Web Design issues that are often ignored or overlooked
One of the biggest pains about making Web pages is having to keep track of which browsers support what features. Wouldn't it be nice if there were some way to keep track of it all? Well we can write java scripts for your site to sniff out which browser a user is running.
This allows you a site that can cater to your user, regardless of what browser or computer platform they are using. These scripts can serve pages of identical content but are formatted specifically to the browser that the visitor to site is using. The chart below is an example of the demographics of current browser use. Thefollowing chart shows the functionality and the specific features that each version of the major browsers support.
By using style sheets to control the size and positioning of text and form elements we can create content that will appear almost identical regardless of the browser or computer platform being used. Click here to see an example of how differently things like text can be displayed by different browsers.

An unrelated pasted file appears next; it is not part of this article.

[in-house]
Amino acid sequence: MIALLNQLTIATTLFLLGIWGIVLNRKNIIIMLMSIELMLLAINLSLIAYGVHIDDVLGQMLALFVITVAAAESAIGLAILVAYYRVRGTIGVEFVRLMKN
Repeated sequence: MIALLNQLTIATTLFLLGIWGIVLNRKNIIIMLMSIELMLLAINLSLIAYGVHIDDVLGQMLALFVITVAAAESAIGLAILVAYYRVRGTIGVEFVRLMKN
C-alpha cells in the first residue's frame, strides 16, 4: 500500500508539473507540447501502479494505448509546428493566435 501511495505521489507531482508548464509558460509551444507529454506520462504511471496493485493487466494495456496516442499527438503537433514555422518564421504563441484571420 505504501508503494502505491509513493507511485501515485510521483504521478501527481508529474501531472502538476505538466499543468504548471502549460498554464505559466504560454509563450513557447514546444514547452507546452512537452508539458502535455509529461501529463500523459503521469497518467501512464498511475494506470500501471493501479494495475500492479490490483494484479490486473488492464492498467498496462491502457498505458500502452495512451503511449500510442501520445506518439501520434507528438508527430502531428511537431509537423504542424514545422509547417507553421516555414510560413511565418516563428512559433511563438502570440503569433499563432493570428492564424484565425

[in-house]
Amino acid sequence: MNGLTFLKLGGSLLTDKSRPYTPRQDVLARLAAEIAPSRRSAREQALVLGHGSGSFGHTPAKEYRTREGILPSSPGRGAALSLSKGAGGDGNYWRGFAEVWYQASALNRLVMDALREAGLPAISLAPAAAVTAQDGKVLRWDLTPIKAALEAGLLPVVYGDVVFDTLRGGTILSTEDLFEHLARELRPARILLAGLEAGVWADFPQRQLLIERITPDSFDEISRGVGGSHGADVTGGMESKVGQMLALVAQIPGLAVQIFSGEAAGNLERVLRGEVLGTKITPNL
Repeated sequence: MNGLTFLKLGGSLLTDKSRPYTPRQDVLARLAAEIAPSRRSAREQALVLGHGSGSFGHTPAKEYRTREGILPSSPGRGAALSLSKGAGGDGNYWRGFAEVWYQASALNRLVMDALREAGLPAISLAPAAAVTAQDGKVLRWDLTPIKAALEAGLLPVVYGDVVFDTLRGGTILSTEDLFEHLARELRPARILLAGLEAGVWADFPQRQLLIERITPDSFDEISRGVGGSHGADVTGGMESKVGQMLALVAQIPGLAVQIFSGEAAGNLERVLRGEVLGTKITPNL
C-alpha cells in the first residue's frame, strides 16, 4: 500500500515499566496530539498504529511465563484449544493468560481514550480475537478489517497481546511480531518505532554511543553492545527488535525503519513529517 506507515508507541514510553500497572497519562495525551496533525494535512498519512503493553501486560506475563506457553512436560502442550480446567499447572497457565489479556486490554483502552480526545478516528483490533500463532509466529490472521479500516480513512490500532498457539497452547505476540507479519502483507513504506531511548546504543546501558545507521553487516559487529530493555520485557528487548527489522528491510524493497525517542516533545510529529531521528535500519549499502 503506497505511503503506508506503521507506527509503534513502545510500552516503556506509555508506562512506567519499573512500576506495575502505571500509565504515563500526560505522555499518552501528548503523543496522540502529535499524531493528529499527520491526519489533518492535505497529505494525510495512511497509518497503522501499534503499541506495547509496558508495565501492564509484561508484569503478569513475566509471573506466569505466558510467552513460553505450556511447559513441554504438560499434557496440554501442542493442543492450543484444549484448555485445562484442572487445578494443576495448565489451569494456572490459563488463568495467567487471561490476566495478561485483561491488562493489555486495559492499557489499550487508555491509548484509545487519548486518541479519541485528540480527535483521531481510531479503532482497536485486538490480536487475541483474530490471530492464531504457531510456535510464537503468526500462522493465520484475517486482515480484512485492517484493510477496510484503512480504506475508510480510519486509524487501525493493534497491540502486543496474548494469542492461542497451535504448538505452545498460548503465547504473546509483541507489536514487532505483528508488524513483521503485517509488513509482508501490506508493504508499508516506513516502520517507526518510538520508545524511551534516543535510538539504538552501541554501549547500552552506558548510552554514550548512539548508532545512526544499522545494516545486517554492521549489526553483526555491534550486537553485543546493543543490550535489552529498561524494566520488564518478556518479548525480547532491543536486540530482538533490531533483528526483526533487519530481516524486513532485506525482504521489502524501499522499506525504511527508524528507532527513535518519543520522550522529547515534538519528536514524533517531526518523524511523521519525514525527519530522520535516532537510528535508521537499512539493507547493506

Top 10 Browser Types Compiled from Our Aggregated Data Over the Past 3 Months (Last Updated June 1, 2008)
|Microsoft Internet Explorer 7.x||43.61%|
|Microsoft Internet Explorer 6.x||33.20%|
|Microsoft Internet Explorer 5.x||0.13%|
A word about Web browser standards
A number of elements and practices considered "standard" among web developers for adding HTML and/or cross-browser support to their web pages were recently excluded from the W3C HTML 4.0 and Document Object Model specifications. Tags like
<LAYER> <MARQUEE> <BLINK> <BGSOUND>
These are just some of the tags that no longer work in many of the new web browsers. In addition certain objects like document.layers and document.styleSheets, for example, are actually not a part of any web standard. Using standards in your web development makes your pages genuinely cross-browser and cross-platform, makes them a part of a coherent and robust document object model, makes them readable and extensible by others, and also furthers the cause of the standardization process itself.
An important practice for doing cross-platform development is to able to determine at runtime the capabilities of the browser that are viewing your page. You need to avoid errors, and may want to ensure your script reaches as wide an audience as possible.